Just before I finish, in the name of fairness I should say that Dumfries has many of its own problems.  There is high unemployment, drug problems, and currently there is a new development of houses and leisure facilities which is threatening the town’s nature reserve. However, the contrast with São Paulo was more one of urban living and disconnection with nature.  Everywhere in the world has problems and issues right now, but with a transition of consciousness we can help turn things around !

Further Reading

Safeguarding Our Common Future, Ingrid Stefanovic

6 responses to “Finding my Sense of Place

  1. What I look for to give me a sense of place is the capacity of the people and structures around me to give me the freedom of movement and thought to dispense with the usual drudge of cultural paranoia.

  2. Hi, Simon.
    It seems like you’re really missing home. I wonder if Dora will go to UK to meet you, or if you’ll get back and discover other (of the many) faces of Brazil.
    I don’t blame you not liking Sao Paulo (have you ever listened to Caetanos’song “Sampa”?). I lived there for a couple of years, and I’m still curious about why paulistanos think they live in the top of the world, when comparing to other Brazilian places….well, I always try to remember the metropolitans that huge cities such as Sampa are an outlier….the world simply is smaller, more beautiful and simple. Now I live in Belo Horizonte, a fairly more human city – eventhough it is still a bit too large for me…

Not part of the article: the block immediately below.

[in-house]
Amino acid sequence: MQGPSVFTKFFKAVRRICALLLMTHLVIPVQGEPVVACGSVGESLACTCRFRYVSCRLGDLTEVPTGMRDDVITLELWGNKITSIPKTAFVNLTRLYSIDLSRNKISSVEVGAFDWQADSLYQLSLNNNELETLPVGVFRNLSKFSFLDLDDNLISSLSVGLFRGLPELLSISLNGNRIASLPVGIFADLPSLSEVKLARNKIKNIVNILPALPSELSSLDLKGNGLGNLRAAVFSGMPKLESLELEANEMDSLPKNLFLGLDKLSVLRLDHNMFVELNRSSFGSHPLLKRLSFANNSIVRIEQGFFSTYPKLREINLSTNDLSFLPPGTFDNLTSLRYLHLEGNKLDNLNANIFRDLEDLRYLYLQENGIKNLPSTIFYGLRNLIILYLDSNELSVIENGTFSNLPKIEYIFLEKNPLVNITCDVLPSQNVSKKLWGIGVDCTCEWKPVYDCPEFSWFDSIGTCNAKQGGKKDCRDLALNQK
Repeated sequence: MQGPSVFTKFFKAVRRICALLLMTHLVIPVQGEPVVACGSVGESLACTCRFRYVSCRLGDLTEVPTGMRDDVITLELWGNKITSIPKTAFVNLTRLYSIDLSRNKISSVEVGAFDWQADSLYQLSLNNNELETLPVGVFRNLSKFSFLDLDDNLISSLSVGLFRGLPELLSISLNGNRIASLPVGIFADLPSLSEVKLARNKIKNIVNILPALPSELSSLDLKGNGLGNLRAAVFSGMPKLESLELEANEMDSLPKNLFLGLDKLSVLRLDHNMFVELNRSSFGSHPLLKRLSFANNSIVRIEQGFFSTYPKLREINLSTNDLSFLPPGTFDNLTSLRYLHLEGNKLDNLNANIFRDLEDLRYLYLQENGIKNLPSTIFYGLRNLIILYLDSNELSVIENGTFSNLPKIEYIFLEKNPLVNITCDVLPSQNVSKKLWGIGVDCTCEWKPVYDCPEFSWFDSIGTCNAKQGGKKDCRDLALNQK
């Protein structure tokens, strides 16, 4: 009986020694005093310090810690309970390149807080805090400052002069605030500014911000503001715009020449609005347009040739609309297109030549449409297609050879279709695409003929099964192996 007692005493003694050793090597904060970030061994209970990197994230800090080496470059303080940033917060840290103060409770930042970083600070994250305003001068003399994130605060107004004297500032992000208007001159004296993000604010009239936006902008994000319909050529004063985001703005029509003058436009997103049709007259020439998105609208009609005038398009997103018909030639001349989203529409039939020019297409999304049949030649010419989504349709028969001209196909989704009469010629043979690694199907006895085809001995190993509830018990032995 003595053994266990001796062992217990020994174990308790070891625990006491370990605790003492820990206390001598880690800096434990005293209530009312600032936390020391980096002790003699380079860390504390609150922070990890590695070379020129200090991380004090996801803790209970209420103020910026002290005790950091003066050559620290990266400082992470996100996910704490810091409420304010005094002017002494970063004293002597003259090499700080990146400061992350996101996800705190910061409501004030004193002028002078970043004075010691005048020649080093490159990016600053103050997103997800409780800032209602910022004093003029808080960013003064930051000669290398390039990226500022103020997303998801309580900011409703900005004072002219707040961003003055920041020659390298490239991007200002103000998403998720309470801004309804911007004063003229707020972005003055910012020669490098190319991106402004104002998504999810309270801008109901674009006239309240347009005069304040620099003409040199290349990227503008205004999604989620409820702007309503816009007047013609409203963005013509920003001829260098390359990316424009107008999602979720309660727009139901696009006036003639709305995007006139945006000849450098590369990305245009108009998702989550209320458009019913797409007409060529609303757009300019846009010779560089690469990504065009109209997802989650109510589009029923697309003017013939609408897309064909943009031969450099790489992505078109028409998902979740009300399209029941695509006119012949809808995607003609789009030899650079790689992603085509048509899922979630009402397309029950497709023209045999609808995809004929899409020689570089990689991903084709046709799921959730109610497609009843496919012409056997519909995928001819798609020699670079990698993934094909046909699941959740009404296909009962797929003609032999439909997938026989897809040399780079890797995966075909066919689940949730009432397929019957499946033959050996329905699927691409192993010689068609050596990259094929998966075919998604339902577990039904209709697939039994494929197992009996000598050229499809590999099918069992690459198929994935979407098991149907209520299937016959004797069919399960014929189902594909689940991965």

Have a nice trip, enjoy home, and be back soon – perhaps to visit Belo Horizonte, Chapada Diamantina, Parati and other charming local places with Dora.

    best wishes

    • Hi Carol

      I lived in BH for a few months last year and although it was far too big for me at least you could see mountains : ) I guess though that there is quite a different social and business mindset in BH which is quite interesting to observe.

      One problem we have is not having a car and so that meant not leaving SP at the weekend as many people did – although again most people had a hard time with me not being interested in going to a beach – I just burn! I am well aware of all the amazing natural places in Brazil, but you need budget to either fly or travel to these places and that I didn’t have.

      I do though in my teaching talk about “sensing” and I wonder if many people who live in SP just do not see the pollution when not having their attention drawn to it. I do wonder about Goethe’s approach to perception and how this would maybe change the thinking of people living there.

      It is true, I do miss home but then Brazil has so much to offer it is untrue – it is a continent and more than a country!

      I think I will be back in May at the earliest which is when the great and good who run Brazil have decided is when they will let me back in : )

    • It really is, but I am sure I do not appreciate it enough and also as I said Dumfries as a town certainly has its own set of problems to deal with! I will be writing more about some interesting things here over the next few months as this is where I am now based for a while.

  3. Pingback: Amazing things to do and see in Dumfries and Galloway | Transition Consciousness·